Home > The IARC perspective on alcohol reduction or cessation and cancer risk.

Gapstur, Susan M and Bouvard, Véronique and Nethan, Suzanne T and Freudenheim, Jo L and Abnet, Christian C and English, Dallas R and Rehm, Jürgen and Balbo, Silvia and Buykx, Penny and Crabb, David and Conway, David I and Islami, Farhad and Lachenmeier, Dirk W and McGlynn, Katherine A and Salaspuro, Mikko and Sawada, Norie and Terry, Mary B and Toporcov, Tatiana and Lauby-Secretan, Béatrice (2023) The IARC perspective on alcohol reduction or cessation and cancer risk. New England journal of Medicine, 389, (26), pp. 2486-2494. DOI: 10.1056/NEJMsr2306723.

External website: https://www.nejm.org/doi/10.1056/NEJMsr2306723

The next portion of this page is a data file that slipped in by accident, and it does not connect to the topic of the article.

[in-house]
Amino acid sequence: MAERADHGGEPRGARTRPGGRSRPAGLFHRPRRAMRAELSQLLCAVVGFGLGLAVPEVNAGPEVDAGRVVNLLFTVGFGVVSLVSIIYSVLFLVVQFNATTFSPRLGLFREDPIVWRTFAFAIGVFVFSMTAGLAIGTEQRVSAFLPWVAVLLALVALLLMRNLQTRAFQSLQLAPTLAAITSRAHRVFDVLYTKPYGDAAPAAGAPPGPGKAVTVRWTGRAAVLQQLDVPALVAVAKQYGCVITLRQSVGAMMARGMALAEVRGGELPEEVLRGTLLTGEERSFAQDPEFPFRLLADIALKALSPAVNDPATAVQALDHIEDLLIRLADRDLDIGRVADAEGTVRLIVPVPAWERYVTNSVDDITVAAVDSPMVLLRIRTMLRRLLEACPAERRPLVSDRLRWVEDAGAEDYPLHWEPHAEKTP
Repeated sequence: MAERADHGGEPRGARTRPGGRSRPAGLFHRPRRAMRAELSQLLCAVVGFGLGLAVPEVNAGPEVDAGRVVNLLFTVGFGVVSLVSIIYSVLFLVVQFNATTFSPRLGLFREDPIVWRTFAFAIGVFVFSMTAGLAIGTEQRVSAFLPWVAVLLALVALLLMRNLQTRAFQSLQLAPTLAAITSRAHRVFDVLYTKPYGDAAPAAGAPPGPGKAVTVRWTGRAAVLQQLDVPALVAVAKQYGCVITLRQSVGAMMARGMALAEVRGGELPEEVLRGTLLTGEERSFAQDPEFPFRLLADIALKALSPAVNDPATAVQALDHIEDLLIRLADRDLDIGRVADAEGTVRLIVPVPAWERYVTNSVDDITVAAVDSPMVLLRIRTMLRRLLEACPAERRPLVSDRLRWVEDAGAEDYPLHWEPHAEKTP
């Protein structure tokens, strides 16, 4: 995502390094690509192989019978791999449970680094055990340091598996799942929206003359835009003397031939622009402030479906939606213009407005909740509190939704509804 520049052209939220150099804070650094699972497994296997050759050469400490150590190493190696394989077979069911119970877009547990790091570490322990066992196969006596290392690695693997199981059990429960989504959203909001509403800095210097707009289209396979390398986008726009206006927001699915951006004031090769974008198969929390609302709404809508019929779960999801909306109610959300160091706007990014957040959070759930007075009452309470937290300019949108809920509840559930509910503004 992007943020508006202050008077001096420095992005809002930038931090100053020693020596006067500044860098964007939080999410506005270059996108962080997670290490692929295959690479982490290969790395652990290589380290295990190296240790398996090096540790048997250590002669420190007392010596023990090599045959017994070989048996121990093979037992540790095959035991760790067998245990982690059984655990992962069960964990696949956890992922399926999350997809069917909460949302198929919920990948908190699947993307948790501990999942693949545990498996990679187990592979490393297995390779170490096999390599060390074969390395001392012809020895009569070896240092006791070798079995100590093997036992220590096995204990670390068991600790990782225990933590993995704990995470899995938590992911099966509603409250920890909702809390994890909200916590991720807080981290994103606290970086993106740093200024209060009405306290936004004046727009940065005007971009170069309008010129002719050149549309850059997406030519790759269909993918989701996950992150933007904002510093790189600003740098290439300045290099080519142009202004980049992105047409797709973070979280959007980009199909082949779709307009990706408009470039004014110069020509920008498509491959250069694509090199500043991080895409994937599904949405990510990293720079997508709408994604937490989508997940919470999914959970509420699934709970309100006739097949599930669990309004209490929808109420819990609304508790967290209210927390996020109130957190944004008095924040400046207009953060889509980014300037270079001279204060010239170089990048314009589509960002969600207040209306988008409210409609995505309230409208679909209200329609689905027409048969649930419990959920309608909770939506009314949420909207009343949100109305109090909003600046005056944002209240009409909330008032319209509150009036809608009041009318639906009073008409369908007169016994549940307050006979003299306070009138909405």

Globally, ethanol — the principal form of alcohol in alcoholic beverages — is the most widely used psychoactive substance. In 2019, 44% of the global population 15 years of age or older had consumed alcohol in the previous year. The prevalence of alcohol consumption varies considerably according to geographic region, ranging from 4% in the World Health Organization (WHO) Eastern Mediterranean Region to at least 60% in the European, American, and Western Pacific Regions, and is higher among men than among women. 

Global Population Attributable Fractions and Number of New Cancer Cases Attributable to Alcohol Consumption in 2020, According to Cancer Site and Sex. The International Agency for Research on Cancer (IARC) classified alcoholic beverages as carcinogenic to humans (Group 1) on the basis of sufficient evidence of causality for oral, pharyngeal, laryngeal, esophageal (squamous-cell), liver (hepatocellular), colorectal, and breast cancers3-5 (hereafter referred to as alcohol-related cancers)…

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